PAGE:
by the wit of man so well understand, and have profit by devised, or so sure established, hearing the same; The Service which in continuance of time in this Church of England these hath not been corrupted : As, a- many years hath been read in mong other things, it may plainly Latin to the people, which they appear by the Common Prayers understand not; so that they have in the Church, commonly called heard with their ears only, and Divine Service. The first original their heart, spirit, and mind, and ground whereof if a man have not been edified thereby. would search out by the ancient And furthermore, notwithstand. Fathers, he shall find, that the ing that the ancient Fathers have same was not ordained but of a divided the Psalmsinto seven porgood purpose, and for a great ad. tions, whereof every one was call. vancement of godliness. For they ed a Nocturn: Now of late time so ordered the matter, that all a few of them have been daily the whole Bible, (or the greatest said, and the rest utterly omitted. part thereof) should be read over Moreover, the number and hard. once every year ; intending there. ness of the Rules called the Pie, by, that the Clergy, and especial- and the manifold changings of ly such as were Ministers in the the Service, was the cause, that Congregation, should (by often to turn the Book only was so hard reading, and meditation God's and intricate a matter, that many word) be stirred up to godliness times there was more business to themselves, and be more able to find out what should be read, than exhort others by wholesome Doc. to read it when it was found out. trine, and to confute them that These inconveniences therefore were adversaries to the Truth; considered, here is set forth such and further, that the people (by an Order, whereby the same shall daily hearing of holy Scripture be redressed. And for a readiness read in the Church) might con- in this matter, here is drawn out tinually profit more and more in a Calendar for that purpose, which the knowledge of God, and be is plain and easy be understood; the more inflamed with the love wherein (so much as may be) the of his true Religion.

ne 11to

ny he ok ot hay

reading of holy Scripture is so set But these many years passed, forth, that all things shall be done this godly and decent order of the in order, without breaking one ancient Fathers hath been so al piece from another. For this tered, broken, and neglected, by cause be cut off Anthems, Re. planting in uncertain Stories, and sponds, Invitatories, and such Legends, with multitude of Re. like things as did break the con. sponds, Verses, vain Repetitions, tinual course of the reading of Commemorations, and Synodals; the Scripture. that commonly when any Book Yet, because there is no remedy, of the Bible was begun, after but that of necessity there must three or four Chapters were read he some Rules; therefore certain out, all the rest were unread. Rules are here set forth; which, And in this sort the Book of Isai. as they are few in number, so they ah was begun in Advent, and the are plain and easy to be under. Book of Genesis in Septuagesima; stood. So that here you have an but they were only begun, and Order for Prayer, and for the read. never read through: After like ing of the holy Scripture, much a. sort were other Books of holy greeable to the mind and purpose Scripture used. And moreover, of the old Fathers, and a great whereas Raint Paul would have deal more profitahle and comsuch language spoken to the peo. | modious, than that which of late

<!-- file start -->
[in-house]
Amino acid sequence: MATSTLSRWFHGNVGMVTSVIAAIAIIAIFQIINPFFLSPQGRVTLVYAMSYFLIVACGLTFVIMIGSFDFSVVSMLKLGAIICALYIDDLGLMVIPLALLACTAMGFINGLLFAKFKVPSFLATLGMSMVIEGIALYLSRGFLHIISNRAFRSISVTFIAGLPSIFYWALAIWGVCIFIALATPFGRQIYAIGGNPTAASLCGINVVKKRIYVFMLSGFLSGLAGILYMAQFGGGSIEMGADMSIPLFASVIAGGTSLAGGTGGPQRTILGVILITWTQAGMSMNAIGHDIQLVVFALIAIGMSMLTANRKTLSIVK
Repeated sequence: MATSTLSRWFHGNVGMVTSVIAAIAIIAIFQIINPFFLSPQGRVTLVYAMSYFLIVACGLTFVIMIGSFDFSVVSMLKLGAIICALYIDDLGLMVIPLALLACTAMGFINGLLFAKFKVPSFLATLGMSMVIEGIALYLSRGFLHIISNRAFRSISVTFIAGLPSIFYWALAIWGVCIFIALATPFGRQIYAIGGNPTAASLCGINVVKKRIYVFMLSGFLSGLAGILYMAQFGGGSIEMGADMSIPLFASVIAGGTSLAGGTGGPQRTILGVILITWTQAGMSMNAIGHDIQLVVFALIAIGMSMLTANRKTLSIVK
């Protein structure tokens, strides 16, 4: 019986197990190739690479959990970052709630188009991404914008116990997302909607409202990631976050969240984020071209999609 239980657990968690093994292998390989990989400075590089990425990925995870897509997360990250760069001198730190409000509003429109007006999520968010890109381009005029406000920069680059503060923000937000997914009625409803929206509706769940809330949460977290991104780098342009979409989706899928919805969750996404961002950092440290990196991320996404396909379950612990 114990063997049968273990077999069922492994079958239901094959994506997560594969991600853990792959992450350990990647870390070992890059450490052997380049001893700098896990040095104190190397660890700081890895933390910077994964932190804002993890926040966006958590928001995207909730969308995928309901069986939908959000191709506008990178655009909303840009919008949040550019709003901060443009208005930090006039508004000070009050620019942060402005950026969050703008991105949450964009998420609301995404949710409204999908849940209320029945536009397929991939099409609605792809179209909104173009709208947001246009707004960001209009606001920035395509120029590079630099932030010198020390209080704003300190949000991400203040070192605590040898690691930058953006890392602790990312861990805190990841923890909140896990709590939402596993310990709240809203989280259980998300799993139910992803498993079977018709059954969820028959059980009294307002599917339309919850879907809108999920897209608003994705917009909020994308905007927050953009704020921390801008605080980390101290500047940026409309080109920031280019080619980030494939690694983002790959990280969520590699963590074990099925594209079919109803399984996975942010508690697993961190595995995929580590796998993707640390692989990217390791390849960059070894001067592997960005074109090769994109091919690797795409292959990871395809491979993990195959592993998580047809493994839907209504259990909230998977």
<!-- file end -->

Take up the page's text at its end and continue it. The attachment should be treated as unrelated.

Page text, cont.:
red his cht

sin.

us) en ; able ons, e in

ca pee. ould chat any

we here - the nces and

acoher, tionis and.

meostamas y and plair for the lens THOUGH it be appointed that

was used. It is more proritable, the Bishop of the Diocese, who because here are left out many by his discretion shall take order things, whereof some are un- for the quieting and appeasing of true, some uncertain, some vain the same; so that the same order and superstitious; and nothing be not contrary to any thing con. is ordained to be read, but the tained in this Book. And if the very pure Word of God, the holy Bishop of the Diocese he in doubt, Scriptures, or that which is agree- then he may send for the resolu. able to the same; and that in tion thereof to the Archbishop. such a Language and Order as is derstanding both of the Readers all things and and Hearers. It is also more com- sung in the Church in the En. modious, both for the shortness glish Tongue, to the end that the thereof, and for the plainness of congregation may be thereby edi. the Order, and for that the Rules fied; yet it is not meant, but be few and easy.

that when men say Morning and And whereas heretofore there Evening Prayer privately, they hath been great diversity in say. may say the same in any language ing and singing in Churches with. that they themselves do under. in this Realm ; some following stand. Salisbury Use, some Hereford Use, And all Priests and Deacons and some the Use of Bangor, are to say daily the Morning and some of York, some of Lincoln; Evening Prayer either privately now from henceforth all the or openly, not being let by sick. whole Realm shall have but one ness, or some other urgent cause. Use.

And the Curate that minister. And forasmuch as nothing can eth in every Parish-Church or be so plainly set forth, but doubts Chapel, being at home, and not may arise in the use and practice being otherwise reasonably hinof the same; to appease all such dered, shall say the same in the diversity (if any arise) and for the Parish Church or Chapel where resolution of all doubts, concern- he ministereth, and shall cause a ing the manner how to under. Bell to be tolled thereunto a con. stand, do, and execute, the things venient time before he begin, that contained in this Book ; the par. the people may come to hear ties that so doubt, or diversly take God's Word, and to pray with any thing, shall alway resort to

him.

« PreviousContinue »